It’s the last trading day in 2023, and it’s fair to say that the year turned out better than most of the pundits had predicted. Now, of course, the pundits are busy with their prognostications for the year ahead, including specific calls for US equities and other asset classes that will likely reach their sell-by date well ahead of December 2024. While it is always wise not to put much stock into a single prediction (you might as well go ahead and try to guess who will win the World Series next year), it can be useful to see the range of scenarios envisioned by the market pros. At least one of them, after all, is likely to be close to reality, from a combination of disciplined analytical reasoning and dumb luck.
So, what do the experts see as they stare into their crystal balls? Well, JPMorgan Chase doesn’t expect to be popping any Champagne. Their call for the S&P 500 (SP500, SPX) at 2024 year end is 4,200, about a 12 percent decline – yes, decline – from the 4,783 close on December 28. At the other end of the spectrum, Goldman Sachs (GS) predicts a market close of 5,100 a year from now, representing a tidy but not barnstorming gain of 6.7 percent from yesterday’s close. According to the FactSet (FDS) data compilation from whence these estimates come, the median estimate from the pros is for the blue-chip US equity benchmark to register a 6.0 percent gain next year. That’s a pretty safe call. Of course, a year ago those same mavens were predicting a troubled 2023 for US equities and look what we got instead – a nice little gain of 25 percent thanks to a combination of no recession, AI mania and Jay Powell’s Christmas present of a Fed pivot on December 13.
We generally refrain from putting a hard number out there ourselves, because in our experience even getting the fundamentals right (the economy, earnings, monetary policy) doesn’t ensure a predictable market outcome. And getting the fundamentals right is notoriously difficult, as most experts found out in 2023 (see: The Recession of 2023, inverted yield curve etc.). What we do think is going to matter a great deal next year, though, is corporate sales and earnings performance. Now, it may sound facile to state that “earnings will matter” – but much of the time they don’t matter much from a stock price performance standard; or they matter, but other things matter more to the collective mind of the market.
Next year, though, businesses will likely be facing two distinct challenges to their financial prospects. First, the economy is likely to be growing at a considerably slower pace than the roughly three percent real GDP growth in the cards for 2023. Slower end-user demand implies lighter sales volumes. Second, the continued good news in slowing inflation means weaker pricing power for businesses. When both volume and price are weaker, the logical outcome is…well, lower sales. Already, during the Q3 earnings season, we have seen consumer-facing companies lower their forward guidance in light of expected “macro uncertainty” – corporate earnings call-speak for weaker consumer demand.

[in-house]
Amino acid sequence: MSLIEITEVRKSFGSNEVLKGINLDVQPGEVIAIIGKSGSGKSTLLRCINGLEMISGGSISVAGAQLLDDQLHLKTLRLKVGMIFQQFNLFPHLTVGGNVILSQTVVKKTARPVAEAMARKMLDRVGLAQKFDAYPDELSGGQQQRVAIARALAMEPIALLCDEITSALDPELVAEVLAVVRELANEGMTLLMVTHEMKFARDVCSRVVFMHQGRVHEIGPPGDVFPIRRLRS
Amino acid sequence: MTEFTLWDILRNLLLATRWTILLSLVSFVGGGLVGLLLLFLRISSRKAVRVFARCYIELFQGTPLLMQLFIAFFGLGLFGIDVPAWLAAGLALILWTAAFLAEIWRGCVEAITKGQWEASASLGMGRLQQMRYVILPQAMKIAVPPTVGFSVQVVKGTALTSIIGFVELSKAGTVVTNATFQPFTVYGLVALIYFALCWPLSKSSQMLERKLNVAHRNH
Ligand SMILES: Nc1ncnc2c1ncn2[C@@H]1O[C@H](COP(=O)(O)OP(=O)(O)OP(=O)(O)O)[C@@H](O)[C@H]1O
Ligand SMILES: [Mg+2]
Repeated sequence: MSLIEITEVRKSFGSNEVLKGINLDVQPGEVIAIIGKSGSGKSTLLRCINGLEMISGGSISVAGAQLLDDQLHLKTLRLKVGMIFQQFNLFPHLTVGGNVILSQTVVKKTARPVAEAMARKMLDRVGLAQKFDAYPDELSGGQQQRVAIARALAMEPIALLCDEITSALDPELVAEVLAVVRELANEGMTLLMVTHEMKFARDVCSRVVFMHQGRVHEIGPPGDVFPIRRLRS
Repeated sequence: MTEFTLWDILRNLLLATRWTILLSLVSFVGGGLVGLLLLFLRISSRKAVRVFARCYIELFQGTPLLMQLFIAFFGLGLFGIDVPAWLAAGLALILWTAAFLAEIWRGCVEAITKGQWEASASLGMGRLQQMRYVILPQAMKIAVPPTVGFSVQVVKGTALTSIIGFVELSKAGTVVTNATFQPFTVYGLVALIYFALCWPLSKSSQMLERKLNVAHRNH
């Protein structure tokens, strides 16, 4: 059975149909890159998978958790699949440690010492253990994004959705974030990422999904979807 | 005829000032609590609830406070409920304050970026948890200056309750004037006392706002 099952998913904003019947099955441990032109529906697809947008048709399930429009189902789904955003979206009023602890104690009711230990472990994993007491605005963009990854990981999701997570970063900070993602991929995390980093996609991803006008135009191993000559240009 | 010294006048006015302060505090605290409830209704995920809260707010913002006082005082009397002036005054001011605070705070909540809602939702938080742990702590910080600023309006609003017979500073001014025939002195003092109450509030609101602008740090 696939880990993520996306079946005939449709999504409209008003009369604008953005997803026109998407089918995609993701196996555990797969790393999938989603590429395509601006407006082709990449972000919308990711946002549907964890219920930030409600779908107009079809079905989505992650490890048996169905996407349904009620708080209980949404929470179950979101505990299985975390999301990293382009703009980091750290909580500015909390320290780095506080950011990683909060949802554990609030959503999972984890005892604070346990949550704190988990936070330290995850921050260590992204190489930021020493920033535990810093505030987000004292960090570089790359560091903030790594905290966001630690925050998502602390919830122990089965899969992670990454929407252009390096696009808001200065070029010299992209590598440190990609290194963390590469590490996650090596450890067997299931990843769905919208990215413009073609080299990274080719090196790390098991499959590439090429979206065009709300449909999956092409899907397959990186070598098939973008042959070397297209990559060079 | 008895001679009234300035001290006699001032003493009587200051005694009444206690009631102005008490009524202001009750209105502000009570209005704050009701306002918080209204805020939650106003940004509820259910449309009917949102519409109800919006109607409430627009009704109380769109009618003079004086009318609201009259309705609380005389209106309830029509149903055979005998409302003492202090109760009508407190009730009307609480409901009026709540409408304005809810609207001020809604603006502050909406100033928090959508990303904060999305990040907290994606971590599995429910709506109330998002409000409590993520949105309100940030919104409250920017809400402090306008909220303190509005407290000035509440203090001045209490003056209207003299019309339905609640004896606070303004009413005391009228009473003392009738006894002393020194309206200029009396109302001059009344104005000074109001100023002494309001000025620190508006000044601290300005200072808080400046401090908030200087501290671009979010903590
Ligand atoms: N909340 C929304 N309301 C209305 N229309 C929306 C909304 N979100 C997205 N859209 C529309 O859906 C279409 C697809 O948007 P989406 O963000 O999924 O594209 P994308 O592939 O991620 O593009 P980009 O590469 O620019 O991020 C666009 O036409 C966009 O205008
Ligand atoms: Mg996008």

Sell-side analysts have been taking note of the downbeat guidance. The consensus outlook for Q4 earnings per share growth, according to FactSet, is 1.38 percent. That is down from a consensus outlook of 8.08 percent as of September 30, a sizable decline. Much will depend on companies’ ability to employ productivity measures to improve profit margins. Improvement at operating profit levels can offset weakness in top line sales – but the efficiencies will have to come from somewhere. Maybe all that AI hype from this year can translate into tangible productivity – but that is still more conjecture than clearly demonstrated use cases.
So, earnings will matter. We will leave you with that as our parting observation.
Meanwhile, we wish all of you a very Happy New Year and a joyful and healthy start to the year ahead.
Investment Advisory Services offered through MV Capital Management, Inc., a Registered Investment Advisor. MV Financial Group, Inc. and MV Capital Management, Inc. are independently owned and operated.
Please remember that past performance may not be indicative of future results. Different types of investments involve varying degrees of risk, and there can be no assurance that the future performance of any specific investment, investment strategy, or product (including the investments and/or investment strategies recommended or undertaken by MV Capital Management, Inc.), or any non-investment related content, made reference to directly or indirectly in this newsletter will be profitable, equal any corresponding indicated historical performance level(s), be suitable for your portfolio or individual situation, or prove successful. Due to various factors, including changing market conditions and/or applicable laws, the content may no longer be reflective of current opinions or positions. Moreover, you should not assume that any discussion or information contained in this newsletter serves as the receipt of, or as a substitute for, personalized investment advice from MV Capital Management, Inc. To the extent that a reader has any questions regarding the applicability of any specific issue discussed above to his/her individual situation, he/she is encouraged to consult with the professional advisor of his/her choosing. MV Capital Management, Inc. is neither a law firm nor a certified public accounting firm and no portion of the newsletter content should be construed as legal or accounting advice. A copy of the MV Capital Management, Inc.’s current written disclosure statement discussing our advisory services and fees is available for review upon request.
Editor’s Note: The summary bullets for this article were chosen by Seeking Alpha editors.